Loyalty 3.0: How to Revolutionize Customer and Employee Engagement with Big Data and Gamification is a fantastic read, probably my favorite of 2013.  The book was published in late May and written by Rajat Paharia, founder of Bunchball.  It builds on the gamification theme with genuinely implementable ideas.  Loyalty 3.0 is the combination of Motivation (behavioral science), Big data, and Gamification.  It stresses intrinsic motivation over external motivation, although there are definitely appropriate uses for both.  Loyalty 3.0 discusses game mechanics (Fast Feedback, Transparency, Goals, Badges, Leveling Up, Onboarding, Competition, Collaboration, Community, and Points) using real world examples and provides a roadmap for implementing a Loyalty 3.0 game plan (Plan, Design, Build, Optimize), weaving in case studies throughout.  This book is a must read for all marketers, especially anyone interested in gamification.

A few highlights from Loyalty 3.0 are listed below:

  • Loyalty 3.0 has three major components that, when combined, are much greater than the sum of the parts: Motivation + Big Data + Gamification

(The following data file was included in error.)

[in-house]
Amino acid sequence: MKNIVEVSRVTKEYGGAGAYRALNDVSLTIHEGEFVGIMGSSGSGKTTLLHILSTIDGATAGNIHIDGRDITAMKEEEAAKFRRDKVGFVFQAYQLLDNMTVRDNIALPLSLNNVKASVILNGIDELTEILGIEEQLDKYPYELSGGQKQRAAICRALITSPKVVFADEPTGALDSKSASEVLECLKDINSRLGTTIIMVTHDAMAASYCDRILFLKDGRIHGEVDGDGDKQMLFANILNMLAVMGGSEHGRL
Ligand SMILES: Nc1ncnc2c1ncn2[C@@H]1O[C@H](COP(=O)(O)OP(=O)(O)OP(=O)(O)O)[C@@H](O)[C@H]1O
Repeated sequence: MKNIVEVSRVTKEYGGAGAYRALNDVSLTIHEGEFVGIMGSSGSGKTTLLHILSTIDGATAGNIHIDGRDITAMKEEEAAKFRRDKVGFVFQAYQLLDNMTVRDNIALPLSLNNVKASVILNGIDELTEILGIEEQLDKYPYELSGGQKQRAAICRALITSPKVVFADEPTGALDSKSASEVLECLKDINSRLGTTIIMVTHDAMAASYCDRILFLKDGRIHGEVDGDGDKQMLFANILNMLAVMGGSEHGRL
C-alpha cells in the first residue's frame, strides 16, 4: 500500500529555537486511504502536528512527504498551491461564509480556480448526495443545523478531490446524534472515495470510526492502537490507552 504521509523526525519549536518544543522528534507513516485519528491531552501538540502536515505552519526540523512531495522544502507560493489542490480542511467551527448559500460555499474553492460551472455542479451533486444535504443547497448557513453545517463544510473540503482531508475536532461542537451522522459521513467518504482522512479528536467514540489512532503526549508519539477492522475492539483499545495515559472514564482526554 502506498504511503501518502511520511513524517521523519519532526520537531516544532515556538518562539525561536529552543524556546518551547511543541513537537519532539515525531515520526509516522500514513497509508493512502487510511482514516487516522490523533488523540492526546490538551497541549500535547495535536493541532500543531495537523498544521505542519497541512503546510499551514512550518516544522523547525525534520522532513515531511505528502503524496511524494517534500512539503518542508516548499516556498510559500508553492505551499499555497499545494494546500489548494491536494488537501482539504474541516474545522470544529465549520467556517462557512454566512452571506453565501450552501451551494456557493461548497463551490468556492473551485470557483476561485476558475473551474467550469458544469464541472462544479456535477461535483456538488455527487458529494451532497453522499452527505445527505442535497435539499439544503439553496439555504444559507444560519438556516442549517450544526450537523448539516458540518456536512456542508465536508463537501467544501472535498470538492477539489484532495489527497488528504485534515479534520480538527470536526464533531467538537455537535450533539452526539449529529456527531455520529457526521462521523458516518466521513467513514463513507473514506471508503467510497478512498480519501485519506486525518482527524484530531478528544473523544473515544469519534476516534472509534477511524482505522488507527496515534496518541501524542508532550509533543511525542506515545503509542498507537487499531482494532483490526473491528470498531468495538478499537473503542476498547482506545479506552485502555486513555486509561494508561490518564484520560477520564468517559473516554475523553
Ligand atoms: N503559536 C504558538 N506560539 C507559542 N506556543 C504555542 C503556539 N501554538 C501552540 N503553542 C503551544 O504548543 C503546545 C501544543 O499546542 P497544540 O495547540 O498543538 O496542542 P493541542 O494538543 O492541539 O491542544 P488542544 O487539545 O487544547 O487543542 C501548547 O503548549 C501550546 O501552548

• Knowing what truly motivates people – and what doesn’t – enables us to create stronger engagement and true loyalty.
  • People often wonder why others dedicate their time and efforts such as contributing to open-source projects and writing and editing on Wikipedia for no financial gain…. Because there is a strong sense of purpose, of making a dent in the universe.
  • Gamification is not about creating games at all.  With gamification, your core experience is the centerpiece, and the gamification mechanics go around it.
  • It takes talking to fewer users than you think to find most of your problems.  “Once you talk to one user, you’re already getting valuable insights.  By the second user you’re hearing some of the same things you’ve heard before.  Beyond the second user, you increasingly hear the same things from each subsequent user so that by the time you reach the sixth user, you’re learning very little that’s new”.
  • Think with Arcs – people need beginnings and endings.
  • Put Levels and Goals on a Curve – Consider making the first few levels achievable in a fast, easy progression to get user engaged and create a sense of accomplishment and progress.  The goals and levels should then get increasingly more difficult.